This whole email era, IM age, and texting craze will forever be a learning curve for us moms -- but for our kids it's the normal way of life. In fact, they've "grown up" in this tech time and know more than me (I know I'm not the only one!). When I think about it, it's kind of like the microwaves, VCRs, and call-waiting of my generation, that I still sometimes need to explain to my parents.
So normal are these newest technologies for our kids, most kids have their own email addresses, IMing accounts, and cell phones with texting abilities. I can't even believe how many times I've heard that kids don't even talk or play after school anymore past a certain grade. They just run home to IM or text on the bus ride home. I was shocked when an ultra-conservative friend (a wild-child, by the way -- amazing how giving birth can make someone so hypocritical, or at the very least, manic) who was anti-phone for her daughter completely ditched her instincts the day her child entered middle school, just to save her little girl's rep. This woman did a 360 since she had learned from a neighbor that her son was essentially friendless for the first few months of middle school because he wasn't texting and was therefore, out of the mix.
Yikes. My fourth-grade daughter who is in the throes of this tech-talking time with her friends, considers my husband and me strict, since we haven't green-lighted the IMing yet (still investigating safest course and while there is one okay option for mac users called Adium, we are a PC family and there is not such a child-friendly system for us) and are adamant that the cell phone she can't live without just doesn't need to happen for a while. We can't imagine why she needs one (we've got a perfectly good land line -- two in fact -- and she's really never somewhere on her own). She, of the 9-going-on-19 view of life, can't imagine what the big deal is. She's even got the "perfect" model picked out.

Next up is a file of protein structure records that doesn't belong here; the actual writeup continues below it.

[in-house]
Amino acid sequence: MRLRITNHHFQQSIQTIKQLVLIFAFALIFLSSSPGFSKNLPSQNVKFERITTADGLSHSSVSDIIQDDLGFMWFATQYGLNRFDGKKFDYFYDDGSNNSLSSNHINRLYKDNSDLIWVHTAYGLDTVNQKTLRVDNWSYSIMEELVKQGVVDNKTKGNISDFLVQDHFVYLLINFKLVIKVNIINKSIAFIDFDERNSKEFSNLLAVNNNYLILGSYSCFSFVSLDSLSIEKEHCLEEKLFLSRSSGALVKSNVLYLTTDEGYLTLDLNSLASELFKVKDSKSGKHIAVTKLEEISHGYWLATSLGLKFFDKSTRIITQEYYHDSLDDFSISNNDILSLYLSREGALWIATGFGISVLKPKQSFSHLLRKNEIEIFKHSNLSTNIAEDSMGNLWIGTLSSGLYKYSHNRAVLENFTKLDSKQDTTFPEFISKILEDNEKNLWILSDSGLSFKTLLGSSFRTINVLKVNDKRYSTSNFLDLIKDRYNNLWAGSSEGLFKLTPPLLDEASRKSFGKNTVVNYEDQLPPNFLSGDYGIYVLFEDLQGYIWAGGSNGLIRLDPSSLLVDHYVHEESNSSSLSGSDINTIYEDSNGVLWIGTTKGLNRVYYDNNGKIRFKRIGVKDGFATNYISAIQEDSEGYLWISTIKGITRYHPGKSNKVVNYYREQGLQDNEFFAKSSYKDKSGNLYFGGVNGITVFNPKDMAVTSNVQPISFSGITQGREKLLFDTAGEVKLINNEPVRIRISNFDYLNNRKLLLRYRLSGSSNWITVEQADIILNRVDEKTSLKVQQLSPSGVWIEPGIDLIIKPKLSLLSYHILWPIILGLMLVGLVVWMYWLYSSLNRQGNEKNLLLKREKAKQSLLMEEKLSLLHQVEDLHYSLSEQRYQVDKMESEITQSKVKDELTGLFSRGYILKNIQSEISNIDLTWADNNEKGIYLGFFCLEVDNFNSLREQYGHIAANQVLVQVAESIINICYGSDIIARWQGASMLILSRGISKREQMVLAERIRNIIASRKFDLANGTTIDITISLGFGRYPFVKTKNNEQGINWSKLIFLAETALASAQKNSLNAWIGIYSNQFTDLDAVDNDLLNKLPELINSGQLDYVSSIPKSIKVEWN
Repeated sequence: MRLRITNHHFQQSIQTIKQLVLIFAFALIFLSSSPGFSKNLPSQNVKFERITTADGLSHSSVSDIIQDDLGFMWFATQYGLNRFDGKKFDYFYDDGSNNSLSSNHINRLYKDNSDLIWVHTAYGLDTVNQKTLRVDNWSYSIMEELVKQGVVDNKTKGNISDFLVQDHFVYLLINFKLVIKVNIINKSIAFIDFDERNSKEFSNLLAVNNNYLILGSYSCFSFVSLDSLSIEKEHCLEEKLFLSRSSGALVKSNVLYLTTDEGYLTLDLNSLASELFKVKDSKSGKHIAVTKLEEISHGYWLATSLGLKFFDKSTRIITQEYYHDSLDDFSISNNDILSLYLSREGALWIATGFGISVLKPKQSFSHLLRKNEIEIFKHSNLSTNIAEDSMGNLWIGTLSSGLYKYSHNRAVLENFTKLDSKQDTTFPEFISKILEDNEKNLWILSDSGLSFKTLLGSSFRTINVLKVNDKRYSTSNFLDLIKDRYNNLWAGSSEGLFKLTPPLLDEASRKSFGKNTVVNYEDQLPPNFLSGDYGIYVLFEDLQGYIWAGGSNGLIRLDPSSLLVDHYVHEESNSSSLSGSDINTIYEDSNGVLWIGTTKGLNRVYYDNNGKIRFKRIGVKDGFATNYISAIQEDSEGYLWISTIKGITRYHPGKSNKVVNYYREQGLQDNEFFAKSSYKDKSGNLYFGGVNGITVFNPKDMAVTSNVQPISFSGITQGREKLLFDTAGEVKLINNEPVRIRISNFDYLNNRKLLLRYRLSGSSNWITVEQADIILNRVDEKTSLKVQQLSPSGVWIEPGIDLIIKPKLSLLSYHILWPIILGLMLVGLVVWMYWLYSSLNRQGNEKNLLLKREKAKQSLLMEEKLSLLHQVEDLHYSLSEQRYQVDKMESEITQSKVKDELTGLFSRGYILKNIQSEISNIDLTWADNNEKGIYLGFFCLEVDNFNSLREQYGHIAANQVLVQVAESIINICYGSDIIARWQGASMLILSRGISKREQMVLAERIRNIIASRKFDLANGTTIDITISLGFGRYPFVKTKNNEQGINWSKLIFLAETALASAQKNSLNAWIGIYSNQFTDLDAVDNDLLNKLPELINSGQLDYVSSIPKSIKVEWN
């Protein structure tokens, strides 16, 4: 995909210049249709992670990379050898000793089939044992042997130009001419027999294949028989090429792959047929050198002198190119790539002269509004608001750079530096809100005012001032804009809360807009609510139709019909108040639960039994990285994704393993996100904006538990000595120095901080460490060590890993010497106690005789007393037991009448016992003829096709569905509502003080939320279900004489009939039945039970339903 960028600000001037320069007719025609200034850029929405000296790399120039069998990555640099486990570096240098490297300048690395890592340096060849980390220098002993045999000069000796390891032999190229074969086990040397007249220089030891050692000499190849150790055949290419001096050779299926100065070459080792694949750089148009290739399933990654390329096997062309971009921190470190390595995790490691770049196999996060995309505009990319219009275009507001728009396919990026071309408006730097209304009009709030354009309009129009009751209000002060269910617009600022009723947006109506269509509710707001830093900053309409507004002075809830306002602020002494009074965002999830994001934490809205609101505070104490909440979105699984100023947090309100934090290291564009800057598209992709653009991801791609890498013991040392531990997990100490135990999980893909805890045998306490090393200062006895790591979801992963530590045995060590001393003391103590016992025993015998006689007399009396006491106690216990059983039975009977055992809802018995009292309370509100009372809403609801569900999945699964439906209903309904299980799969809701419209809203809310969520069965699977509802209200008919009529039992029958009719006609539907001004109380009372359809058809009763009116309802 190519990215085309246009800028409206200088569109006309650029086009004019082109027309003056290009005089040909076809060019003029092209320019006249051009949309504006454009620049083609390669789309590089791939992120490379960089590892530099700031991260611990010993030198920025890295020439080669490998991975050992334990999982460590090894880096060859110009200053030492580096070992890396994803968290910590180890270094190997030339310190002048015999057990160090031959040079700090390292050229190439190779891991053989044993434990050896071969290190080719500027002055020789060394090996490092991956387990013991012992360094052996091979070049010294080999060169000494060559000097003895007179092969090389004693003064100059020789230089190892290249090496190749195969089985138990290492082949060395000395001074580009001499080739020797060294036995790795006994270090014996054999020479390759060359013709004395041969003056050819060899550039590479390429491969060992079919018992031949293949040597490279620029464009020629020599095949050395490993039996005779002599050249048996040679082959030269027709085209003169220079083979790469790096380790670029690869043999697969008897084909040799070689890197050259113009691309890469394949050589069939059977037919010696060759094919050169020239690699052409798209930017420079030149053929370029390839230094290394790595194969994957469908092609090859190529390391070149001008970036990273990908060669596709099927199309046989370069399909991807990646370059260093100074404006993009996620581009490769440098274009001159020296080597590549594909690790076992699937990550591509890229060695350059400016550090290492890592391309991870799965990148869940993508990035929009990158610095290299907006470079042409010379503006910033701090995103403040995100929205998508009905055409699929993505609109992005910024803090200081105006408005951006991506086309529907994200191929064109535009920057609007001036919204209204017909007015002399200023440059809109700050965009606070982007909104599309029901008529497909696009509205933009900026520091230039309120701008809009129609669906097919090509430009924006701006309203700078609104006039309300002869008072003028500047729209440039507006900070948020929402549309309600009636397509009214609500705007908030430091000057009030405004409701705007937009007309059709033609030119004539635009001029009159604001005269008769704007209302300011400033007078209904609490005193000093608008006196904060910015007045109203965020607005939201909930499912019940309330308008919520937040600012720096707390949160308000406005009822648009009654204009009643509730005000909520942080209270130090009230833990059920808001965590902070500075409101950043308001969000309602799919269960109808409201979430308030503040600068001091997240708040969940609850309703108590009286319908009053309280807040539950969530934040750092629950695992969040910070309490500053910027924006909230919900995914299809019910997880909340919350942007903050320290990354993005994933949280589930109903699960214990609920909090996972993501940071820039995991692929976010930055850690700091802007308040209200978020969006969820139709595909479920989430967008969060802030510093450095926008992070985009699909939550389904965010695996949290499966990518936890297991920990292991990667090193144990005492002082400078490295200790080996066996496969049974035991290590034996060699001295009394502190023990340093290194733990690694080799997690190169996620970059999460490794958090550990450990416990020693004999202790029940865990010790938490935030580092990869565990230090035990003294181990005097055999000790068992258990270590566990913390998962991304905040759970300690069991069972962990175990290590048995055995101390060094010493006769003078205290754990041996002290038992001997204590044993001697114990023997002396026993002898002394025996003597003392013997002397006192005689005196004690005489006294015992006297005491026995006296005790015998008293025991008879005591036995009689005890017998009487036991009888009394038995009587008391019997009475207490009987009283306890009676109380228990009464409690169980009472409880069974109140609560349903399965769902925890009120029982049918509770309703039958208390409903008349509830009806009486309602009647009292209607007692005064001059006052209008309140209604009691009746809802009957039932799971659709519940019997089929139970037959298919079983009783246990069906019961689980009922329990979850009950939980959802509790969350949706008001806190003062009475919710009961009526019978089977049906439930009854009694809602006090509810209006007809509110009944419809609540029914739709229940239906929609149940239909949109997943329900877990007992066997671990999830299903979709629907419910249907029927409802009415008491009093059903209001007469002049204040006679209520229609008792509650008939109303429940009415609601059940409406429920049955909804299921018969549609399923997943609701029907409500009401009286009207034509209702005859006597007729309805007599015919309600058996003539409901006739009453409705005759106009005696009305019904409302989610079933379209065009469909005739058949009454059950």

This is what I'm thinking. If we have to embrace this tech age, email is the safest place to start. At least with the email, many systems offer a way to monitor who is speaking to our child and who she is speaking to. We actually ditched her Google account in favor of an account at Kids Safe Mail when her address book bulked up, where we can okay the mail servers from where messages come in as well as take advantage of other monitoring features. She moans about the non-Googleness of it all (chatting easily online with friends for one) but is surprisingly not giving us massive eye-roll treatment when we stand firm (hmmm, that doesn't seem normal as I write this... wonder how long that's going to last before the eyes start a rollin'.)